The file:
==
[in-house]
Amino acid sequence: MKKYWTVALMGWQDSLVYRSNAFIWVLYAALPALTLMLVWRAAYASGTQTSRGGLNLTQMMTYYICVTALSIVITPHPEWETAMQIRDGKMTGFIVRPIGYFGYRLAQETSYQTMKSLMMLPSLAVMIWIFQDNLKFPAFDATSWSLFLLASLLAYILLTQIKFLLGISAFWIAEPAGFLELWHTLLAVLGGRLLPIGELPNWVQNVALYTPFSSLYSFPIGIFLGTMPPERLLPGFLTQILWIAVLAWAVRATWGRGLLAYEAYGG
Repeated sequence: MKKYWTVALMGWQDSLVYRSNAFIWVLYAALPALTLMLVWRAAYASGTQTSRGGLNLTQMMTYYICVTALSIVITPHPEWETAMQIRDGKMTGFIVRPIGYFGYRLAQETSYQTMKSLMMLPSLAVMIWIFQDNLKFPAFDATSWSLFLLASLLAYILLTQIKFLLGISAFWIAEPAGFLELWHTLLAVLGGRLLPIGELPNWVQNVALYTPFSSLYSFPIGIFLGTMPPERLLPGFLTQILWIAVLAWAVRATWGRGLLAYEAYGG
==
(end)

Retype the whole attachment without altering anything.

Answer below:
[in-house]
Amino acid sequence: MKKYWTVALMGWQDSLVYRSNAFIWVLYAALPALTLMLVWRAAYASGTQTSRGGLNLTQMMTYYICVTALSIVITPHPEWETAMQIRDGKMTGFIVRPIGYFGYRLAQETSYQTMKSLMMLPSLAVMIWIFQDNLKFPAFDATSWSLFLLASLLAYILLTQIKFLLGISAFWIAEPAGFLELWHTLLAVLGGRLLPIGELPNWVQNVALYTPFSSLYSFPIGIFLGTMPPERLLPGFLTQILWIAVLAWAVRATWGRGLLAYEAYGG
Repeated sequence: MKKYWTVALMGWQDSLVYRSNAFIWVLYAALPALTLMLVWRAAYASGTQTSRGGLNLTQMMTYYICVTALSIVITPHPEWETAMQIRDGKMTGFIVRPIGYFGYRLAQETSYQTMKSLMMLPSLAVMIWIFQDNLKFPAFDATSWSLFLLASLLAYILLTQIKFLLGISAFWIAEPAGFLELWHTLLAVLGGRLLPIGELPNWVQNVALYTPFSSLYSFPIGIFLGTMPPERLLPGFLTQILWIAVLAWAVRATWGRGLLAYEAYGG